The elementary school student is plagued by a succession of small but monotonous trials and tribulations. Peanut butter and jelly sandwiches soggy from a day spent in a humid cubby. The indignity of being dubbed the weakest runner in a recess game of Red Rover. The questionable cleanliness of the hallway water fountain. And the multiplication tables.
It’s a typical Wednesday. You’re slogging through a phonics lesson that is trying your third-grader spirit. Your uniform sweater is itching uncomfortably at your neck. Your afternoon promises only a spelling test and a 4:00 pm dentist appointment. You dropped half your chocolate chip cookie on the floor during lunch, and before you could determine if the floor was clean enough to act upon the five-second rule, that kid who always makes fun of your red hair has snatched that cookie off the floor and stuffed it in his mouth. No forethought. No remorse. Jerkface!
And then it happens. You walk into gym class, that unholy hour that requires choosing teams and hitting fellow students with stinging playground balls, and it’s there. Next to the bleachers. Resting in soft folds on the scuffed floor.
Oh yes. It’s the parachute.
Parachute day in elementary school gym class is the great equalizer. Sure, the more athletically inclined might prefer more aggressive activities — the thrown elbows of nine-year-old basketball or the knee burns of volleyball. But I was a gym class pacifist, and I appreciated parachute day. Lined up along the seamed edge of the parachute, your classmates become collaborators and compatriots. The small injustices of elementary arithmetic and the surprisingly cruel civil wars between cliquey girls evaporate as your entire class of thirty lifts mosquito-bitten arms together. The silk mosaic of the parachute balloons toward the fluorescent can lights, filling like a sharp intake of breath, and everyone crowds underneath, capturing that whiff of stale, gym-scented air in a rainbow dome.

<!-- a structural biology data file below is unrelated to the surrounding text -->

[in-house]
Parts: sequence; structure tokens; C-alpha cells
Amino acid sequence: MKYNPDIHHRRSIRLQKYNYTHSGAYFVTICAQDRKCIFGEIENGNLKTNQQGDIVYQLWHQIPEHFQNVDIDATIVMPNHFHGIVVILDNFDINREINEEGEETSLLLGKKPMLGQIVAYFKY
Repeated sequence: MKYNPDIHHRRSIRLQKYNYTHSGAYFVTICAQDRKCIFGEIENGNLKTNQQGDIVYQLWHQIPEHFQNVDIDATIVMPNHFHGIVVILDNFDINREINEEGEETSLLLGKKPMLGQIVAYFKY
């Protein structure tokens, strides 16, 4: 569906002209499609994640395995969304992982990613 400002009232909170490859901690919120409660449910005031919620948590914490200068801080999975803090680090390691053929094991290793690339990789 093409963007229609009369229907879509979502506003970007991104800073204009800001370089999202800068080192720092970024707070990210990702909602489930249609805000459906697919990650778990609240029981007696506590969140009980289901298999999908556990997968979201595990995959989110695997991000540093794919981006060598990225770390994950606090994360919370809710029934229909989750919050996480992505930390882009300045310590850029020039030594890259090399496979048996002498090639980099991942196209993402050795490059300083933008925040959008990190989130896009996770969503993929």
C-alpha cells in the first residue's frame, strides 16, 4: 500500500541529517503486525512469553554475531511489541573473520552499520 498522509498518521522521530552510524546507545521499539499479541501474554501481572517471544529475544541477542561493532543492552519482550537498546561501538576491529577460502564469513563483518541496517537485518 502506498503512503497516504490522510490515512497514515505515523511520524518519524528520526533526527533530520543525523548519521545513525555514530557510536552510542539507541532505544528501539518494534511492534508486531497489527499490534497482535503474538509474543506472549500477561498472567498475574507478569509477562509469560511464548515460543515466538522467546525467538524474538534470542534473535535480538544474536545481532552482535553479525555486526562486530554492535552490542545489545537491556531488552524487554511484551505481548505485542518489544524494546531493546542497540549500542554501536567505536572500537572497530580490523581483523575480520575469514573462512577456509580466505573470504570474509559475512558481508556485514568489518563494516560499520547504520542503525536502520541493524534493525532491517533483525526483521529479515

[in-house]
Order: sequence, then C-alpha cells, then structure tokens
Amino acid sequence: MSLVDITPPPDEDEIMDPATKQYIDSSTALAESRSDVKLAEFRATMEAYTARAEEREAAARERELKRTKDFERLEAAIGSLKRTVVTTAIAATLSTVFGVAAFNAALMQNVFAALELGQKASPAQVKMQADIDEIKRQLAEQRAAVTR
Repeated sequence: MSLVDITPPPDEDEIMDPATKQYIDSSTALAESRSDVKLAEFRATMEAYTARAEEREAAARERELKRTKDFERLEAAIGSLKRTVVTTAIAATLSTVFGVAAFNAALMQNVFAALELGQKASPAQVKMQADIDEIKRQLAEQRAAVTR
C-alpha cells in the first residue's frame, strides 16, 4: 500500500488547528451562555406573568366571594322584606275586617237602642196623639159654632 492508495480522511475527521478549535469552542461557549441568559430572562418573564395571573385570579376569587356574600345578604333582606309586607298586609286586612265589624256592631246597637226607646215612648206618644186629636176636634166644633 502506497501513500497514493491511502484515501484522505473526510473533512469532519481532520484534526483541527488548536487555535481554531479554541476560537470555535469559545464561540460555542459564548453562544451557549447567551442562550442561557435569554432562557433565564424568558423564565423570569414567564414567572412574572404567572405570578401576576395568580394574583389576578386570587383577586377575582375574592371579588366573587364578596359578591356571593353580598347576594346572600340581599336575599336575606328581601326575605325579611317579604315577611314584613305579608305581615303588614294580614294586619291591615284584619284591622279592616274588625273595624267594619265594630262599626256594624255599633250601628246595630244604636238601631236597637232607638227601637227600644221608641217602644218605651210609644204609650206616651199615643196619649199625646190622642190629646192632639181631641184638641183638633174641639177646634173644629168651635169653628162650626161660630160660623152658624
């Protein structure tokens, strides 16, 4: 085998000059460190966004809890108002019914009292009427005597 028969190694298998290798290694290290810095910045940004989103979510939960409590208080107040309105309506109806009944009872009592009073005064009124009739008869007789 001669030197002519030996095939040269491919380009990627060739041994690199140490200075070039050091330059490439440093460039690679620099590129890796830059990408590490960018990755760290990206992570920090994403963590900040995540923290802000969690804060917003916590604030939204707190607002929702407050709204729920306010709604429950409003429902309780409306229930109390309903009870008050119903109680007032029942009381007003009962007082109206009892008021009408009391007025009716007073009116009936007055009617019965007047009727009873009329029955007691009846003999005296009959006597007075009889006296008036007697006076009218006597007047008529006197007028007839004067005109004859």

You even manage to smile conspiratorially at the cookie-eater, the ill feelings of the lunch room erased by the exuberance of parachute day. (Revenge can wait. Revenge is best served cold, after all, and on Thursdays. Oh yes. Thursday revenge is sweet. Like a stolen chocolate chip cookie.)
I’m approaching the ripe old age of thirty, carrots readers, and I miss parachute day. We need to bring parachute day back. Into our backyards. Our parking lots. Our boardrooms. Let that glorious parachute unfurl over our cubicles, our dinner tables, our dog parks. I don’t want to buy the world a Coke. I want to buy the world a parachute.
Think about the exhilaration of the parachute the next time you are waiting in line at the grocery store only to be delayed by a rude customer digging exact change out of a bottomless purse while gabbing on her cell phone. Or when you are waiting in an endless line at the DMV, behind a gentleman who considers it acceptable to bring his chihuahua when he renews his driver’s license. Or when you are on hold with the cable company, trying to dispute an incorrect charge, growing only angrier as you listen to a Musak rendition of a Michael Bolton power ballad.
These are difficult times, carrots readers. And difficult times call for parachutes. Everyone looks a little friendlier in the many-colored light of a parachute.